ROME — Pope Francis said Friday that he may have statues of the Pachamama fertility goddess placed in Saint Peter’s Basilica for the final Mass of the Amazon synod.
Speaking off the cuff in the synod hall, the pope confirmed that the statues represent Pachamama, an Andean fertility goddess also known as Mother Earth, but that they had been installed in the Catholic church of Santa Maria in Traspontina “without idolatrous intentions.”
Early Monday morning, two unidentified men removed the four statuettes from the church and marched them to the nearby Tiber River, where they tossed them off a bridge into the water.
“I would like to say a word about the statues of Pachamama that were removed from the church in the Traspontina, which were there without idolatrous intentions and were thrown at the Tiber,” the pope told participants in the Amazon synod, according to a Vatican communiqué sent to Breitbart News.
“First of all, this happened in Rome and as bishop of the diocese I ask forgiveness of the people who have been offended by this gesture,” he declared.
“I also wish to tell you that the statues, which created so much media hype, were found in the Tiber. The statues are not damaged,” he said, adding that this was “good news.”
Francis went on to say that the Commander of the Italian Carabinieri police wanted to inform the synod participants “before the news becomes public,” while adding that the figurines are currently being held in the office of the Commander of the Italian Carabinieri.
The Carabinieri police will be happy to follow up on any directive regarding the statues, Francis said, for example, “the exposition of the statues during the closing Mass of the Synod.”
“We will see. I delegate the Secretary of State to answer this,” the pope said.
As Francis remarked, the story of the statuettes, their installation in a Catholic church, and their eventual eviction has indeed caused a major stir both in Vatican circles and beyond.
On Thursday, the former head of the Vatican’s doctrinal office weighed in on the question, insisting that the Amazonian ‘idols’ depicting a naked pregnant woman should never have been placed in a Catholic church.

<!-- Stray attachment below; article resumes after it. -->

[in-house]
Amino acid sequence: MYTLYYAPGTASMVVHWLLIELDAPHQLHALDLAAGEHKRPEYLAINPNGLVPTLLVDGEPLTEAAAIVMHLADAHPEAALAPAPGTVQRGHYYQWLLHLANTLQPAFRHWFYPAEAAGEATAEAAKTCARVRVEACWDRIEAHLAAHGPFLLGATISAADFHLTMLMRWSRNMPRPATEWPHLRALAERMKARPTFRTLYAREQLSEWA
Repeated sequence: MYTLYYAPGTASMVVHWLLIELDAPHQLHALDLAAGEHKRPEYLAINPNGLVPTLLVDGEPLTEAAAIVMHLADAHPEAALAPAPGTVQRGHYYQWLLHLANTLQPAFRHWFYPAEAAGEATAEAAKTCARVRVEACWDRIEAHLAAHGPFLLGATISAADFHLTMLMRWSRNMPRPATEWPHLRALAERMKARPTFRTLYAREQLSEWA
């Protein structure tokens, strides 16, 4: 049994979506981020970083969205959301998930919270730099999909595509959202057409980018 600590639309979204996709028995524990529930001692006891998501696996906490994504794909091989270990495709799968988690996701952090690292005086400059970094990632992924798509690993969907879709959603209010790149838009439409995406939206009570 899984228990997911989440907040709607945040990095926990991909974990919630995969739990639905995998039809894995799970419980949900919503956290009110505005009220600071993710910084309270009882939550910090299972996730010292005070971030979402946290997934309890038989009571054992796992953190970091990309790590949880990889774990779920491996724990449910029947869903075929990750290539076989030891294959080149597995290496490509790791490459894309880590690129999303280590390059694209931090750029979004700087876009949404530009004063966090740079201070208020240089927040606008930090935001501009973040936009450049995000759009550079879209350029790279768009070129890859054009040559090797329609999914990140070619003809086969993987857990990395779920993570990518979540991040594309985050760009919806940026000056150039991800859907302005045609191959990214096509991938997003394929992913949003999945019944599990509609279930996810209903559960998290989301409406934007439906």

The wooden figurines had been presented to Pope Francis at a prayer ceremony in the Vatican gardens in early October and subsequently transferred to Santa Maria in Traspontina until they were removed from the church last Monday.
A video of the expulsion of the figurines from the church immediately went viral, while the Vatican’s communications director Paolo Ruffini downplayed the incident as a “stunt.”
Cardinal Gerhard Müller, the former Vatican doctrinal czar, said that the true crime was not removing the idols from the church, but allowing them in the first place.
“The great mistake was to bring the idols into the church, not to put them out. Because according to the law of God himself, his first commandment, idolatry is a grave sin. And not to mix them with the Christian liturgy,” Cardinal Müller said.
“So putting them out can be against human law, but to bring the idols into the church was a grave sin, was a crime, against the divine law. There is a deep difference,” he added.
“And so it is worse to bring those into the church, not to take them out,” he concluded.
If, as the pope suggested as a possibility, the statues are displayed in Saint Peter’s Basilica for the closing Mass of the Vatican synod Sunday, this new episode will likely overshadow any other news story emerging from the synod meeting.